I can hardly remember the first two surgeries. I was only six when my retina detached. The pictures show a sweaty but smiling kid in an eyepatch, buried in a hospital bed beneath stuffed animals. Unfortunately it was caught too late and I lost all vision in my right eye.
It was four years later when the same thing happened to my other eye. The memories are more vivid. After both of two more surgeries, everything was a blur of light and I had to wear that same eyepatch for weeks, this time with the other eye already out of commission. Basic tasks like bathing, eating, reading, even getting around the house I could no longer do alone. As my sight gradually returned, the care of parents and friends eased the fear that it might not.
But that fear still finds me. My eyesight is stable, so I don’t even think about most of the time, but on my darkest days, I fall on the possibility of loss and dependence. That the skills and activities I spend my days invested in will be stolen. That my son’s hand that now grabs onto my two fingers in parking lots may one day have to lead me. That if I go blind I won’t have the strength to resist bitterness. That I will become a burden.
Sometimes my mind ventures here when the Scriptures speak of sight and blindness. In the gospels, blindness is often overcome as a sign of the coming kingdom. Something slightly more complex seems to be happening on the road to Damascus. While Jesus is usually restoring sight, this time, he first takes it away: "Saul got up from the ground, and though his eyes were open, he could see nothing; so they led him by the hand and brought him into Damascus.” The Lord simply allowed Saul to experience the physical reflection of his spiritual blindness. In the dark, the heart of this pious Pharisee may have prayed with the psalmist:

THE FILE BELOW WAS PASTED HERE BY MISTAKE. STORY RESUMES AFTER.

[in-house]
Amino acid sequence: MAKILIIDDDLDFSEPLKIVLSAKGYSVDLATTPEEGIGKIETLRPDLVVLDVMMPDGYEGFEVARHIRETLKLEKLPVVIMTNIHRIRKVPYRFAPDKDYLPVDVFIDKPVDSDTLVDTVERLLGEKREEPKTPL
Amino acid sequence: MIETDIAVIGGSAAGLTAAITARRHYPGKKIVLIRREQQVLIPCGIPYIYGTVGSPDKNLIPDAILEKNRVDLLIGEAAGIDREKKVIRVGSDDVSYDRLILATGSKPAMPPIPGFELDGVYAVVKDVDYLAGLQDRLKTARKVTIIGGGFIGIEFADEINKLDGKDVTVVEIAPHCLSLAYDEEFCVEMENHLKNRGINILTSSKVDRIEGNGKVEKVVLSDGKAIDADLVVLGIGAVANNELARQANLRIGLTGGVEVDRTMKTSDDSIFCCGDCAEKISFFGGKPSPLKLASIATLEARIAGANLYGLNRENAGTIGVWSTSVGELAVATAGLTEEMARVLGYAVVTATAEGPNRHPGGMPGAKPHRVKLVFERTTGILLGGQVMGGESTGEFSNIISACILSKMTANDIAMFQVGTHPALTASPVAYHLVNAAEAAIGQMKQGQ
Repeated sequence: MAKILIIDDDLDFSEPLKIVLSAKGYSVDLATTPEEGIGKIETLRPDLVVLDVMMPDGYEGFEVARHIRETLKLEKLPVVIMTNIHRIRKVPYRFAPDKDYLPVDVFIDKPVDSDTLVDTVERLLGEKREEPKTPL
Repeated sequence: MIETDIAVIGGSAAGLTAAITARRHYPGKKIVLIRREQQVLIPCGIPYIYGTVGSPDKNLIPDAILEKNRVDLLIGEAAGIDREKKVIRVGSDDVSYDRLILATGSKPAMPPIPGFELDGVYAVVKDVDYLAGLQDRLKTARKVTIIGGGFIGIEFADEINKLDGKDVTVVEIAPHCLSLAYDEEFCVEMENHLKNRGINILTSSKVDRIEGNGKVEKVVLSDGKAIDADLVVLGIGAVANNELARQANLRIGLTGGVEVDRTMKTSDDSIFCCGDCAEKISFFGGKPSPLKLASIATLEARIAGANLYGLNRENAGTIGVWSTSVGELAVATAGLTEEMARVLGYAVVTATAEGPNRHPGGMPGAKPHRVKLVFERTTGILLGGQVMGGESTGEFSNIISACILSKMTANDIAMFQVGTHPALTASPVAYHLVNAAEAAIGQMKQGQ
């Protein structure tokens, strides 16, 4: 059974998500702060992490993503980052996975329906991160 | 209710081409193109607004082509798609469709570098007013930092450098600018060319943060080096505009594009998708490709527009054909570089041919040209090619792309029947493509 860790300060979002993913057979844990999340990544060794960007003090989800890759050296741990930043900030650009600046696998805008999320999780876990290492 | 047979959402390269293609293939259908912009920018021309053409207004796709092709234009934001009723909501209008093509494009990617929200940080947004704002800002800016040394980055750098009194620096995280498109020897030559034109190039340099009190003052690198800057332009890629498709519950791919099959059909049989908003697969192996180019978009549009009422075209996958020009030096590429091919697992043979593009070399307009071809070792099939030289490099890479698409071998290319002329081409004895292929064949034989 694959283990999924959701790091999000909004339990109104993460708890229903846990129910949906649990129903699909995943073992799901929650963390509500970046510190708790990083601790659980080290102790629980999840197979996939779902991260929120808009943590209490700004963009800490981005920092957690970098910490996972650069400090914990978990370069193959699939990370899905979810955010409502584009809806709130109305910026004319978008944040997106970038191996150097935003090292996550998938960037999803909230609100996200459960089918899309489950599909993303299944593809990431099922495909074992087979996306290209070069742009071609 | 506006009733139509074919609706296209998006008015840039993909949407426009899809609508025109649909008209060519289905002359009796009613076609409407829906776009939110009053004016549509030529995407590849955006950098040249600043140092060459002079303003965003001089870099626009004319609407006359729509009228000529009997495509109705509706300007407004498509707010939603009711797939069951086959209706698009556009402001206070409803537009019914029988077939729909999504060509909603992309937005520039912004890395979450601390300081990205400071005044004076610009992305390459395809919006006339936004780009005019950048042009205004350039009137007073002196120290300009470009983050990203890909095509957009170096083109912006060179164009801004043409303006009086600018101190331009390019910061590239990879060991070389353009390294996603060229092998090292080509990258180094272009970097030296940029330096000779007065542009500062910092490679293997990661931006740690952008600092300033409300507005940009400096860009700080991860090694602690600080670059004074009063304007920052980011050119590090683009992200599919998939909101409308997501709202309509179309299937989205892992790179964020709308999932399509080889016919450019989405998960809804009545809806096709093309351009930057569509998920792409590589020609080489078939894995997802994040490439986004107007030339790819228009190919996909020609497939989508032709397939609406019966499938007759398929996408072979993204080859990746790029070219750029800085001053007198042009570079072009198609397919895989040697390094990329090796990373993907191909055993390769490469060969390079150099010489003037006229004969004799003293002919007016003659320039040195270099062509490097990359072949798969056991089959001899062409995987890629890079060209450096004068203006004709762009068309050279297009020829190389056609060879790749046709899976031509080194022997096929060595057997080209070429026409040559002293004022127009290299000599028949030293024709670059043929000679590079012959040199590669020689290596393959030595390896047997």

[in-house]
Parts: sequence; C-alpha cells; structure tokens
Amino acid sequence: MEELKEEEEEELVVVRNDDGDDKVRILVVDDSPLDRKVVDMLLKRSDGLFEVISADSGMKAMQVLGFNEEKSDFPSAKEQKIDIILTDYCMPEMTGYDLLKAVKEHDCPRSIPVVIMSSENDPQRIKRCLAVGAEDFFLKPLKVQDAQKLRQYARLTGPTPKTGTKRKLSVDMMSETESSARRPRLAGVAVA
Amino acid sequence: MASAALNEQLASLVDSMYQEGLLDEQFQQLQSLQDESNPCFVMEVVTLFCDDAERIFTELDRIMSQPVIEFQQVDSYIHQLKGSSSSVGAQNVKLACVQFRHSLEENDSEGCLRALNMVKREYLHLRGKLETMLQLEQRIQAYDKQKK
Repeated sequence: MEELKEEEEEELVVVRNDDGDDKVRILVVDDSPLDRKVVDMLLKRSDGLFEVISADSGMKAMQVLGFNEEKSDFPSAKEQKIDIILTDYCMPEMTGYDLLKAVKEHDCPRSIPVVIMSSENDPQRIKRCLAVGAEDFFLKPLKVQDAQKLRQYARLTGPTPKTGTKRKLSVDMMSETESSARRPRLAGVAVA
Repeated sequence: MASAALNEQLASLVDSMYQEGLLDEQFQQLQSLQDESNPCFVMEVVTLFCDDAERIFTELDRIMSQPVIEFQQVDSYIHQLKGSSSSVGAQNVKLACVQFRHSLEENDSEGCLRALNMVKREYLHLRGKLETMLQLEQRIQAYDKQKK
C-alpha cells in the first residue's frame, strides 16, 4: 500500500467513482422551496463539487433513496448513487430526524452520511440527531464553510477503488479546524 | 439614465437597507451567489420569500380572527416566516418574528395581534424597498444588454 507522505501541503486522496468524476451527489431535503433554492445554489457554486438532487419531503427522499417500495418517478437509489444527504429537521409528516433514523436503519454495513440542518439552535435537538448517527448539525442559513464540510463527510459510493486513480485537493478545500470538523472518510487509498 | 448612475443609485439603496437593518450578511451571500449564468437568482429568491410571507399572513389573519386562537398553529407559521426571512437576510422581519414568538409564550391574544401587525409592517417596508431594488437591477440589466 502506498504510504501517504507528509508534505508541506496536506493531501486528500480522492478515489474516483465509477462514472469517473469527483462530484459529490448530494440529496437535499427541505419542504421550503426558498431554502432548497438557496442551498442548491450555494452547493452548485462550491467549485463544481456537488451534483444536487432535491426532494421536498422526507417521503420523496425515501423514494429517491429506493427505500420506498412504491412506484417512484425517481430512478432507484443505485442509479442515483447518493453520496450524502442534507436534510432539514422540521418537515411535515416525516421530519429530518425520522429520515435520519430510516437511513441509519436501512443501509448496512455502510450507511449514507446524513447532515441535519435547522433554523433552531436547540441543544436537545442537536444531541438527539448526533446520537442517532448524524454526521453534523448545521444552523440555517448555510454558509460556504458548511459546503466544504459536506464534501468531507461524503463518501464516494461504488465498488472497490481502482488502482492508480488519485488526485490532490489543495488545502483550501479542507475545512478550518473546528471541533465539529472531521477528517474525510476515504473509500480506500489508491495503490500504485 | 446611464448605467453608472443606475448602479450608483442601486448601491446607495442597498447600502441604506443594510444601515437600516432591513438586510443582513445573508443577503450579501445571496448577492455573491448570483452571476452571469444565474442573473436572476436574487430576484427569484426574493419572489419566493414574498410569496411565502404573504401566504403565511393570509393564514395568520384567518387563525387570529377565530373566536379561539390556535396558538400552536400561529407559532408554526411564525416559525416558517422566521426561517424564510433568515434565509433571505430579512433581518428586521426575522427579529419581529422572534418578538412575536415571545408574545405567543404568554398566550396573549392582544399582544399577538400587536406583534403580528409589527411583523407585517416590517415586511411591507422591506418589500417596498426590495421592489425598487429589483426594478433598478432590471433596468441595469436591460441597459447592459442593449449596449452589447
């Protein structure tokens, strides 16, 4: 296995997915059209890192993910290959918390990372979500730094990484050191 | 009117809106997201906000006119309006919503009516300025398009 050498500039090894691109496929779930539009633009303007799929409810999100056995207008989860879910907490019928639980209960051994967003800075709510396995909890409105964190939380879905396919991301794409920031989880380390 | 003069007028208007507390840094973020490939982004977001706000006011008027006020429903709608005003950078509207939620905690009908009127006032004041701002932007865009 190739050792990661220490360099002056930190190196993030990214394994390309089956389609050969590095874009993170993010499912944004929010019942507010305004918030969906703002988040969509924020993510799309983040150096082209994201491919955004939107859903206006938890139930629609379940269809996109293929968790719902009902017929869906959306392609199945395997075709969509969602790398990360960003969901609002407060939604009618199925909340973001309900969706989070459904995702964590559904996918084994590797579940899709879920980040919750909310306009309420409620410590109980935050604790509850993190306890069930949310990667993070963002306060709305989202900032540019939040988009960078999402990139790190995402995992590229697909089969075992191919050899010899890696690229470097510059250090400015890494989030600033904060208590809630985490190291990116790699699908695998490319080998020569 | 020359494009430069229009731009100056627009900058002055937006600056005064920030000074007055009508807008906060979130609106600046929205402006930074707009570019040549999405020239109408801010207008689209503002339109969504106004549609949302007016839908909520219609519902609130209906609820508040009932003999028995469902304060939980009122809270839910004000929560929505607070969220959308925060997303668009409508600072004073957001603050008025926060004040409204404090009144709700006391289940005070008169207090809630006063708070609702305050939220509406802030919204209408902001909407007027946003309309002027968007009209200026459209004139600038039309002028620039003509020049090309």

As for me, I said in my prosperity,
“I shall never be moved.”
By your favor, O Lord,
you had established me as a strong mountain;
you hid your face;
I was dismayed.
Saul was supposedly certain and secure, healthy and self-sufficient, even right and righteous. Now he is suddenly powerless and dependent on his enemies—the very people he terrorized and killed. In this great risk, Saul discovers restoration. Ananias calls him “brother" and gives him sight. We are blind without the body, the brother- and sister-hood of believers—blind to our true weaknesses and failures, to the ways we harm others, and even to our gifts. All our vision—our memory and hope—is held safely in the care of the community of Christ. Saul also shows us that the boundaries of this community are clearly not up to us. Our stories and fates are shared even with those we are tempted to hate.
Christ calls us out of the isolation of independence and into a network of need. We are all always already needy. Sometimes we are simply too blind and stubborn to admit it. Even Peter, in his own commissioning in the gospel of John, is told he too will be led by the hand: "when you grow old, you will stretch out your hands, and someone else will fasten a belt around you and take you where you do not wish to go.” It seems like blind helplessness at first, but it is freedom for those who will be taken by the hand. If we will, our fear and fragility can be transformed (albeit tenderly and slowly) into hope, as expressed by singer-songwriter The White Buffalo:
If I lost my eyes
Would you stay with me
Would you take me by the hand
Tell me what you see
Fill my head with colors for my dreams
If I lost my eyes
If I lost my eyes